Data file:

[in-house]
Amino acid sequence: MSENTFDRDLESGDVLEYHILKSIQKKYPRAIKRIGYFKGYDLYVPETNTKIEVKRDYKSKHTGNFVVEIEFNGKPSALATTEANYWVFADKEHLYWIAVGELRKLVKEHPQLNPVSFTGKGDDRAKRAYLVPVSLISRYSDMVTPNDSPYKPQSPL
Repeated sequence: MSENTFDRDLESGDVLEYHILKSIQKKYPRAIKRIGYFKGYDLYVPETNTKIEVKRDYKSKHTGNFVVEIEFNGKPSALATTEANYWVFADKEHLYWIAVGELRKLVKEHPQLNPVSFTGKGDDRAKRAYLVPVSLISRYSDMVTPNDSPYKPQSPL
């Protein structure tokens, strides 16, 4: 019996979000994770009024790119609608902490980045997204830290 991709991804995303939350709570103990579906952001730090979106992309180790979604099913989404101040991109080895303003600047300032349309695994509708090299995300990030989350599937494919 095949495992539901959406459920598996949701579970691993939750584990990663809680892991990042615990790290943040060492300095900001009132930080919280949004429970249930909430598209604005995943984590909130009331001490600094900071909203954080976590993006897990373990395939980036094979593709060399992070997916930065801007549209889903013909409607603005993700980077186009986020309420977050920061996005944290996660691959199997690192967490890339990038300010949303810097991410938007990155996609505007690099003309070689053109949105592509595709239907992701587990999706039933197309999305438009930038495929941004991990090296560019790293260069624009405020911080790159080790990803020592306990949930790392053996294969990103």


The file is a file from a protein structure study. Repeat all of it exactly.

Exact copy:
[in-house]
Amino acid sequence: MSENTFDRDLESGDVLEYHILKSIQKKYPRAIKRIGYFKGYDLYVPETNTKIEVKRDYKSKHTGNFVVEIEFNGKPSALATTEANYWVFADKEHLYWIAVGELRKLVKEHPQLNPVSFTGKGDDRAKRAYLVPVSLISRYSDMVTPNDSPYKPQSPL
Repeated sequence: MSENTFDRDLESGDVLEYHILKSIQKKYPRAIKRIGYFKGYDLYVPETNTKIEVKRDYKSKHTGNFVVEIEFNGKPSALATTEANYWVFADKEHLYWIAVGELRKLVKEHPQLNPVSFTGKGDDRAKRAYLVPVSLISRYSDMVTPNDSPYKPQSPL
């Protein structure tokens, strides 16, 4: 019996979000994770009024790119609608902490980045997204830290 991709991804995303939350709570103990579906952001730090979106992309180790979604099913989404101040991109080895303003600047300032349309695994509708090299995300990030989350599937494919 095949495992539901959406459920598996949701579970691993939750584990990663809680892991990042615990790290943040060492300095900001009132930080919280949004429970249930909430598209604005995943984590909130009331001490600094900071909203954080976590993006897990373990395939980036094979593709060399992070997916930065801007549209889903013909409607603005993700980077186009986020309420977050920061996005944290996660691959199997690192967490890339990038300010949303810097991410938007990155996609505007690099003309070689053109949105592509595709239907992701587990999706039933197309999305438009930038495929941004991990090296560019790293260069624009405020911080790159080790990803020592306990949930790392053996294969990103």